The web is excellent, the web brings delight, the future of the web is bright.
Sunday, January 26, 2014
I am a proponent of building mobile friendly web sites instead of apps in most cases. However, unless you have a shortcut to the web site on the mobile device, it does create an unnecessary step for users to get to your site. So here is how to set up manually short cuts to web sites on your mobile device.
IOS 7 (iPhone/iPad)
IOS 7 (iPhone/iPad)
- Open safari on your IOS device.
- Visit the website.
- Click the icon near the top of the page with the arrow pointing up.
- Click add to home screen.
- Name the shortcut.
Android standard browser
Thursday, January 9, 2014
Don't let this happen to you. You have a computer in your pocket and the most powerful (yet simple) organization tool available to you: Evernote. Below I am going to show you the most important use of Evernote for you at the PPAI Expo. There is much more Evernote can do for you (and if you attended my Evernote seminar at PPAI Education you'll know most!) so take the time to learn how to use Evernote and you'll be that much more productive.
First, download Evernote to your phone and your computer
It is free and available on iphones and droids. It is also available for Windows and Mac. The reason you want it on your computer is the information you store on your phone will automatically be available to you on your computer. It's easiest to create the account on your computer but you can create your account from anywhere.
Now, the fun part!
You are at a booth and you see a great item and you want to remember it. Heck, even if it isn't "great" it's worth remembering for some reason and this only takes 30 seconds. So you grab your phone and open Evernote.
- Click the "+" button (new note)
- Type heading such as "Car charger from XYZ "
- Speak (using voice to text) or type in any notes such as:
- Why you like it
- What client you have in mind
- What the price point is
- Special pricing
- Booth number
- Click the camera button (click the paperclip icon and choose camera) and take a picture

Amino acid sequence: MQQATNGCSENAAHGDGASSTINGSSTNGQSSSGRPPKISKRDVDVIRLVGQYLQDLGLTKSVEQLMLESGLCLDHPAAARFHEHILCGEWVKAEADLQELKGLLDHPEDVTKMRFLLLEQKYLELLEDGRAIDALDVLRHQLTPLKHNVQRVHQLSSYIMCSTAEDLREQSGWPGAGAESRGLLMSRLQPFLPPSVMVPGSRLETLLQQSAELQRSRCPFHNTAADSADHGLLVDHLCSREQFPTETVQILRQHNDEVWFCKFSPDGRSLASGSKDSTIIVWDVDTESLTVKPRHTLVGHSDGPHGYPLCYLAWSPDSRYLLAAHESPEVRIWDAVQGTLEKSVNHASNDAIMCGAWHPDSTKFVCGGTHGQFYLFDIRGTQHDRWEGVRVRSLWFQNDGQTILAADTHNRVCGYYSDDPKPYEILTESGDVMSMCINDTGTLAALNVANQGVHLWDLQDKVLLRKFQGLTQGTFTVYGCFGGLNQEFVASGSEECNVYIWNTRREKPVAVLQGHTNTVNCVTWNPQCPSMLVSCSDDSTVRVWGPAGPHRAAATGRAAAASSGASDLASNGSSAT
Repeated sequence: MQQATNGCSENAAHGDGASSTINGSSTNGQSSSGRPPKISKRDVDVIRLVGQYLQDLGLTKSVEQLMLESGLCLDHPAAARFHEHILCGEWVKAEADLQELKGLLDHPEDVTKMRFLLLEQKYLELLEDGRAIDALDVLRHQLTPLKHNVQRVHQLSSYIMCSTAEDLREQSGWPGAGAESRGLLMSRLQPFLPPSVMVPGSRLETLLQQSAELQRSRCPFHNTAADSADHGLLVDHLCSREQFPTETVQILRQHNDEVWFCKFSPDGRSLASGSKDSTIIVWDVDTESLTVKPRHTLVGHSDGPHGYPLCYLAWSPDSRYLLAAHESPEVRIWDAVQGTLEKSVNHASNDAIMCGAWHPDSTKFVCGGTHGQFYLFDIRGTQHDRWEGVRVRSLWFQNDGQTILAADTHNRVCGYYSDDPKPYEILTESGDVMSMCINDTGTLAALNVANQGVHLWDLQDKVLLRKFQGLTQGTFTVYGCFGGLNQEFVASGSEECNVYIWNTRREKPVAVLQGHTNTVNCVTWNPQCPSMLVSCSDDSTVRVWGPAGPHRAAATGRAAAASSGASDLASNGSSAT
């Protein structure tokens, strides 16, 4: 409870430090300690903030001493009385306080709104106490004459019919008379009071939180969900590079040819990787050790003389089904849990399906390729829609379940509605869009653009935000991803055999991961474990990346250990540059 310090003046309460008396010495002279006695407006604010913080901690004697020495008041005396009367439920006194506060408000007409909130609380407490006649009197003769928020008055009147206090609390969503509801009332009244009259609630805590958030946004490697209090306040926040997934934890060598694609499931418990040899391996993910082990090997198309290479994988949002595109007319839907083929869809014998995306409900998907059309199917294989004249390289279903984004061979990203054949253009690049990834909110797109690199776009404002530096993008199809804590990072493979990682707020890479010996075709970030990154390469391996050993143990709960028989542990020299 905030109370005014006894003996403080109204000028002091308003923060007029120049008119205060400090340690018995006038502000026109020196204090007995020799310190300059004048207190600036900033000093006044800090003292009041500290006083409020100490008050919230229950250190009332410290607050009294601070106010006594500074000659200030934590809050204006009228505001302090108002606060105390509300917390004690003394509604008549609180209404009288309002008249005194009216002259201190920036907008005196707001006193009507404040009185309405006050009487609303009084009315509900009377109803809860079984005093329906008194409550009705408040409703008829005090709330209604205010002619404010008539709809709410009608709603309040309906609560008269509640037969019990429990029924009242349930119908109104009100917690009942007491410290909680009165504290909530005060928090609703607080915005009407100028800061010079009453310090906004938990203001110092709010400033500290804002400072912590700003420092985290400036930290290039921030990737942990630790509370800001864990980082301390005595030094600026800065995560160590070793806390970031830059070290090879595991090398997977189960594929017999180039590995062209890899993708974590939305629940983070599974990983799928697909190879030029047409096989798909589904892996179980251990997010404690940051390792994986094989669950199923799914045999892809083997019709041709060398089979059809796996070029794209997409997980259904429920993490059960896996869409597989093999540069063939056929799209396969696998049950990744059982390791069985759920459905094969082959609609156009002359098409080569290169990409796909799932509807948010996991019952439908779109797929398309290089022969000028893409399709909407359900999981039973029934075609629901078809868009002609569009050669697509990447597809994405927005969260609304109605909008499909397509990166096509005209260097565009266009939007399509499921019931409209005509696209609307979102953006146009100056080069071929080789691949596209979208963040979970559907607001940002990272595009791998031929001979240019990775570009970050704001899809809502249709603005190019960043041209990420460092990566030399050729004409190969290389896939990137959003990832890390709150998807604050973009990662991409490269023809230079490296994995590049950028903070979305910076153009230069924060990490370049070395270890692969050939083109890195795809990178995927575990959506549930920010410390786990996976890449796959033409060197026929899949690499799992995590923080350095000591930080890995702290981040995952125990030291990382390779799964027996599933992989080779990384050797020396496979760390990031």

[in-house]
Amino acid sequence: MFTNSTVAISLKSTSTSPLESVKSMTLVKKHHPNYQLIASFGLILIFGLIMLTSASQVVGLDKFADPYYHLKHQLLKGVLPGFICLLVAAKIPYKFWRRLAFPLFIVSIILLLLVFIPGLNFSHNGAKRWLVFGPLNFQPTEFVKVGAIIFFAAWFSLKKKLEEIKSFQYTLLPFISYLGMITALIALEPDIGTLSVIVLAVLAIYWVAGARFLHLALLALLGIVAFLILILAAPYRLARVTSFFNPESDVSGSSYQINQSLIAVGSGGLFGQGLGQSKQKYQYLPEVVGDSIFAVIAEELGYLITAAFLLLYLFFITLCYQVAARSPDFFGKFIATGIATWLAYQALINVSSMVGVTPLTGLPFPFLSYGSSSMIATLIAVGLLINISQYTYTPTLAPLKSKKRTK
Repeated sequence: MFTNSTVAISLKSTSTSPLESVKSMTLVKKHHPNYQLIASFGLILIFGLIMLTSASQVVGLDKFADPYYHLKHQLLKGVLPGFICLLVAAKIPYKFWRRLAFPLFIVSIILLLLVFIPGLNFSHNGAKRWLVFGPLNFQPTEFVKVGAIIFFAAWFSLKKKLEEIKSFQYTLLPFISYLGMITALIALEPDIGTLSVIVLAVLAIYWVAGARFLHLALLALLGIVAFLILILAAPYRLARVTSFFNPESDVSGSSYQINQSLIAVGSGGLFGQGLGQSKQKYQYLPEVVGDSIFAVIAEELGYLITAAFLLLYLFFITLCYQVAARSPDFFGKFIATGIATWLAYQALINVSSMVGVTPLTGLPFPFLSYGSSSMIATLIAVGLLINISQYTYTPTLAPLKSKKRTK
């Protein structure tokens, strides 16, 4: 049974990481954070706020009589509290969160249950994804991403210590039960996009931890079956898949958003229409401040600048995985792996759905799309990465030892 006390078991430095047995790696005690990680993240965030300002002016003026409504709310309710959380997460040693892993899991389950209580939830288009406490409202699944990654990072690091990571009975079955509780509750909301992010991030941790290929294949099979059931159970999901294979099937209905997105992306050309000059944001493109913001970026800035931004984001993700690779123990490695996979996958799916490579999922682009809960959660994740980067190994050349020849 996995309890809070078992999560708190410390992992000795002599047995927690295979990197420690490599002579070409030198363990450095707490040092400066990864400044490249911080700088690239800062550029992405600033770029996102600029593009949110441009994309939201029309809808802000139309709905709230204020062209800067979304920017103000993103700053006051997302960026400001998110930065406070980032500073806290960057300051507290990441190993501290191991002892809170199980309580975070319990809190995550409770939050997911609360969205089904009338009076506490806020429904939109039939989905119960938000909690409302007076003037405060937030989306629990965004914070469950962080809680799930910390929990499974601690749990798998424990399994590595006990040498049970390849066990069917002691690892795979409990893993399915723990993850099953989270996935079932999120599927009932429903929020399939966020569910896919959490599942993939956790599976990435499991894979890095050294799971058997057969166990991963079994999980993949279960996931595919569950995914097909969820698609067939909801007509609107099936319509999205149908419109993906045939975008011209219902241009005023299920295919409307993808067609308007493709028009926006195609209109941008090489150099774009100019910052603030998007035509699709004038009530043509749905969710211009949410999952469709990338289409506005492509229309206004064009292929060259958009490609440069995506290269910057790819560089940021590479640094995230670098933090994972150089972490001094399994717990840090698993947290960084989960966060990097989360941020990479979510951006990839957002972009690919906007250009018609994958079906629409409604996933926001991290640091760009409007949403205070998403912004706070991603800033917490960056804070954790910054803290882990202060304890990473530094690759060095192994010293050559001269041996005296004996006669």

- Add a Tag such as "Tradeshow"
- Click save
When you get back to your office and you need to remember the cool items, just open evernote and click the tag TRADESHOW and all your notes will be there. If you want to limit it to PPAEXPO14 name that as that tag instead of Tradeshow but I like fewer tags so I stick with tradeshow (Evernote sorts by date automatically so that lets you see the recent items first).
If you need to search for a specific item and have lots of notes, you can type in "Car charger" and either include the tag or not. That will help you find the item fast. The more notes you type, the easier it will be to find, but when you are at the show, you will want to move fast so I recommend only important key words. I also suggest:
- Use the voice dictation feature of you phone for the notes
- There is an option to include a voice recording (near camera, but says AUDIO) but it does not transcribe the text which means it is not searchable. But if you have a lot to say about the item or want to record the vendor saying something, AUDIO is a great option.
There are so many other uses for evernote. I will post my slides from the Evernote session at www.slideshare.net/therealdaledenham for your learning pleasure.
Bonus tip to deal with business cards:
Take a photo in Evernote of the business card and throw the card away. If you are using an iphone (I use android) there is a business card feature that automatically extracts the data into text. Tag the card with Contact and you'll build a history of the cards that otherwise you'd lose in your bag and never find again.